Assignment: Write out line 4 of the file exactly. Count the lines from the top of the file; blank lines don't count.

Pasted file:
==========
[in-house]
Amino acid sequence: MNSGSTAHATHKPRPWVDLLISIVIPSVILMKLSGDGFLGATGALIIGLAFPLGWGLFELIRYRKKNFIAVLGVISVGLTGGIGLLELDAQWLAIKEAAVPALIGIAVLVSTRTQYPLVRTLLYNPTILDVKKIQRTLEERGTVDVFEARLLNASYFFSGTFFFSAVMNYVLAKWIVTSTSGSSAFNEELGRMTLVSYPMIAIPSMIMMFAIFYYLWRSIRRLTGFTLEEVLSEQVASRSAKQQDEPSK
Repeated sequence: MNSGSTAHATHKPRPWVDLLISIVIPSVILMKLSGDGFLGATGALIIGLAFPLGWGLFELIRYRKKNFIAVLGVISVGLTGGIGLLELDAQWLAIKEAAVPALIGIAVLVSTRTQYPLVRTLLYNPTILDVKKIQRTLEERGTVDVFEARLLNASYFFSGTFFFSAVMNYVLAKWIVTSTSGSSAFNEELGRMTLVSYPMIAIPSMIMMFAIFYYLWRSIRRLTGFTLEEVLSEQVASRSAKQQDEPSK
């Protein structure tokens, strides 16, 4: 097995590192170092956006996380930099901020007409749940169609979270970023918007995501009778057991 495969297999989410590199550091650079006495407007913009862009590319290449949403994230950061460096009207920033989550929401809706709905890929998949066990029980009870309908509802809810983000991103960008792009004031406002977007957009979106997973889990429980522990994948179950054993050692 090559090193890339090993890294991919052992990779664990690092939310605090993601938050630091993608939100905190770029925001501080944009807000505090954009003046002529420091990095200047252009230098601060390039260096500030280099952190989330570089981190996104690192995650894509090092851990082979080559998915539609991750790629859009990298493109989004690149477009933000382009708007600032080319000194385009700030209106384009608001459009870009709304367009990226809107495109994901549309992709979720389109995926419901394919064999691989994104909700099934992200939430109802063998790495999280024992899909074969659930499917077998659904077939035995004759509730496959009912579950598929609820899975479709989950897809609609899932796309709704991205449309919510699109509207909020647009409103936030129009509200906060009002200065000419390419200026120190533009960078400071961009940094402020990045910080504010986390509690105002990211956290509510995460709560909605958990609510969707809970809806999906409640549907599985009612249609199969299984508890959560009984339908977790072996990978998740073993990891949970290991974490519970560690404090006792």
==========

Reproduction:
């Protein structure tokens, strides 16, 4: 097995590192170092956006996380930099901020007409749940169609979270970023918007995501009778057991 495969297999989410590199550091650079006495407007913009862009590319290449949403994230950061460096009207920033989550929401809706709905890929998949066990029980009870309908509802809810983000991103960008792009004031406002977007957009979106997973889990429980522990994948179950054993050692 090559090193890339090993890294991919052992990779664990690092939310605090993601938050630091993608939100905190770029925001501080944009807000505090954009003046002529420091990095200047252009230098601060390039260096500030280099952190989330570089981190996104690192995650894509090092851990082979080559998915539609991750790629859009990298493109989004690149477009933000382009708007600032080319000194385009700030209106384009608001459009870009709304367009990226809107495109994901549309992709979720389109995926419901394919064999691989994104909700099934992200939430109802063998790495999280024992899909074969659930499917077998659904077939035995004759509730496959009912579950598929609820899975479709989950897809609609899932796309709704991205449309919510699109509207909020647009409103936030129009509200906060009002200065000419390419200026120190533009960078400071961009940094402020990045910080504010986390509690105002990211956290509510995460709560909605958990609510969707809970809806999906409640549907599985009612249609199969299984508890959560009984339908977790072996990978998740073993990891949970290991974490519970560690404090006792």